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Improving Classroom Questions in Mathematics. Title I Directors’ Meeting October 4, 2010 Morgantown. What does Socrates have to do with all of this? Wasn’t he forced to drink hemlock? Isn’t hemlock poisonous? .

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improving classroom questions in mathematics
Improving Classroom Questions in Mathematics

Title I Directors’ Meeting

October 4, 2010

Morgantown

how could asking questions lead to higher level thinking

What does Socrates have to do with all of this?

Wasn’t he forced to drink hemlock?

Isn’t hemlock poisonous?

How can a student learn by being asked a question? (If she can answer; she already knows – if not, why would asking the question help her learn?)

Who wants to know?

What does this have to do with mathematics?

When is the best

time to ask a

question?

How Could Asking Questions Lead to Higher-Level Thinking?

What might be the danger in using questioning as an instructional strategy – or is there any?

What makes a question a good question?

How soon should you expect an answer to a question?

How long is “too long” to wait for an answer?

John Ford, Title I Mathematics Coordinator

Could a teacher ask too many questions? How many would that be? How would someone know?

If there are “good” and “bad” questions, is it better to ask “bad” questions or to ask no questions?

slide3

There are 10 types of people in the world.

Those who understand binary and those who don’t.

An exercise in using questioning to teach about the binary number system based on the work of Rick Garlikov.

http://www.garlikov.com/Soc_Meth.html

slide4

How can a student learn by being asked a question? (If she can answer; she already knows – if not, why would asking the question help her learn?)

what was being asked
What Was Being Asked?

{

  • Content (yes/no) questions – one

right answer

  • “What are words made of?”
  • “How many letters in the English Alphabet?”
  • “How many numerals do we use?”
  • Questions with more than one

correct answer

  • “Who can write 10 another way?”
  • “Why do you think we have 10 numerals?”
  • “How can you show ‘55’ with your fingers?”

R

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A

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TH

I

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K

I

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G

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T

H R

E E

R C

A

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{

learning begins with questioning
Learning begins with Questioning

Why ask better questions?

“When teachers master the art of questioning, . . . they will add purpose and relevance to learning.”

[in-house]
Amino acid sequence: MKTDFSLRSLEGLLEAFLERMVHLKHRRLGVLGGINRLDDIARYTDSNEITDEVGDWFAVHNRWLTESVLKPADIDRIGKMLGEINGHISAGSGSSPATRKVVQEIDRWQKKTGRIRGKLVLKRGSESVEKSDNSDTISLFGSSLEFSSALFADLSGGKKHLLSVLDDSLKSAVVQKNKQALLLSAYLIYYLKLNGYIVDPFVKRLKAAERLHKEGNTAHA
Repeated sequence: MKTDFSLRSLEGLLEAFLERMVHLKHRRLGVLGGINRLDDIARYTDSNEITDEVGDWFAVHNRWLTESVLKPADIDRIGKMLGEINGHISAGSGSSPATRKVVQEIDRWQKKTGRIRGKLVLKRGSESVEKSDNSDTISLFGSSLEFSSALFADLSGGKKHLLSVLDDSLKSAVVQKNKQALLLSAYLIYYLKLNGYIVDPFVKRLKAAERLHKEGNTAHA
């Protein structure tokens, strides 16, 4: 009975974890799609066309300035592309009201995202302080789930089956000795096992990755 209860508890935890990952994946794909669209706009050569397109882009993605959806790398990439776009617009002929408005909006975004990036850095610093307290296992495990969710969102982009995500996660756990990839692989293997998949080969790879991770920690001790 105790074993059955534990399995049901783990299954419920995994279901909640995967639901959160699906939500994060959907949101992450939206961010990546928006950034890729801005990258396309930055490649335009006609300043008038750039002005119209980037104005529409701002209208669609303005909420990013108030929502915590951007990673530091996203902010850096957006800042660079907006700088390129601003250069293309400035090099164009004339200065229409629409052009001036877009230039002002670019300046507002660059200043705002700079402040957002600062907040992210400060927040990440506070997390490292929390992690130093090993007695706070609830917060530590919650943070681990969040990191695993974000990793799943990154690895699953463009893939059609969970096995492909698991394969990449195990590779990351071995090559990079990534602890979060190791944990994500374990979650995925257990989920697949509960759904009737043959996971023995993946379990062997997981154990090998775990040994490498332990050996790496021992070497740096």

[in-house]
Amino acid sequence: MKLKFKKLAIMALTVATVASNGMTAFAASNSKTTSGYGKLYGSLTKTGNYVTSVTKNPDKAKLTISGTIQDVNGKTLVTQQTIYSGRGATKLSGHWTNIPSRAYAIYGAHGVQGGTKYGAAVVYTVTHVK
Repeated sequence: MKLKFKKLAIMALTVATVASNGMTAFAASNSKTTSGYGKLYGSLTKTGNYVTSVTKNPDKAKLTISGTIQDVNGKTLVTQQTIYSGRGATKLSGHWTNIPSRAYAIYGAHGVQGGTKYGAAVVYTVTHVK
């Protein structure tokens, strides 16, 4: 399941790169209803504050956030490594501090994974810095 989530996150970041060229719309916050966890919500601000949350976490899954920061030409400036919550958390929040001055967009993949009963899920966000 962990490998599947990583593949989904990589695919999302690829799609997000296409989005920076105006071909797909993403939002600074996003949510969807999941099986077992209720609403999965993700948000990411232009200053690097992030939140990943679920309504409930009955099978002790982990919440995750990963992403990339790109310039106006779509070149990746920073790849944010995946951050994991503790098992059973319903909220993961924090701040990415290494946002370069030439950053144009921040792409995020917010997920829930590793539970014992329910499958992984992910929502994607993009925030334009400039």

- Chuska, Improving Classroom Questions, second edition, 2003, p. 13

  • Socrates 469 – 369 B.C.E.
  • Children’s Thinking - David Russell, 1956
  • Taxonomy of Educational Objectives

- Benjamin Bloom, 1956

  • Classroom Questions: What Kinds?

- Norris M. Sanders, 1966

  • Teaching Strategies and Cognitive Functioning in

Elementary School Children - Hilda Taba, 1966

  • Teacher Effectiveness Training

- Thomas Gordon, 1974

  • Involving Students in Questioning

- Francis P. Huskins, 1976

  • Improving Classroom Questions

- Kenneth R. Chuska, 1995 and 2003

planning lessons planning questions
Planning Lessons - Planning Questions
  • Integral to lesson planning

should be question planning

  • Questions should be

open-ended

  • Question selection should consider

students’ knowledge and allow for

personal input

six motivation strategies
Six Motivation Strategies
  • Ask Fewer Questions

Could a teacher ask too many questions? How many would that be? How would someone know?

six motivation strategies1
Six Motivation Strategies
  • Ask Fewer Questions
  • Provide Time for Answers

How soon should you expect an answer to a question?

How long is “too long” to wait for an answer?

six motivation strategies2
Six Motivation Strategies
  • Ask Fewer Questions
  • Provide Time for Answers
  • Pay Attention to the Student
six motivation strategies3
Six Motivation Strategies
  • Ask Fewer Questions
  • Provide Time for Answers
  • Pay Attention to the Student
  • Less Talk
six motivation strategies4
Six Motivation Strategies
  • Ask Fewer Questions
  • Provide Time for Answers
  • Pay Attention to the Student
  • Less Talk
  • Give Students Time to Write Answers
six motivation strategies5
Six Motivation Strategies

What does Socrates have to do with all of this?

Wasn’t he forced to drink hemlock?

Isn’t hemlock poisonous?

  • Ask Fewer Questions
  • Provide Time for Answers
  • Pay Attention to the Student
  • Less Talk
  • Give Students Time to Write Answers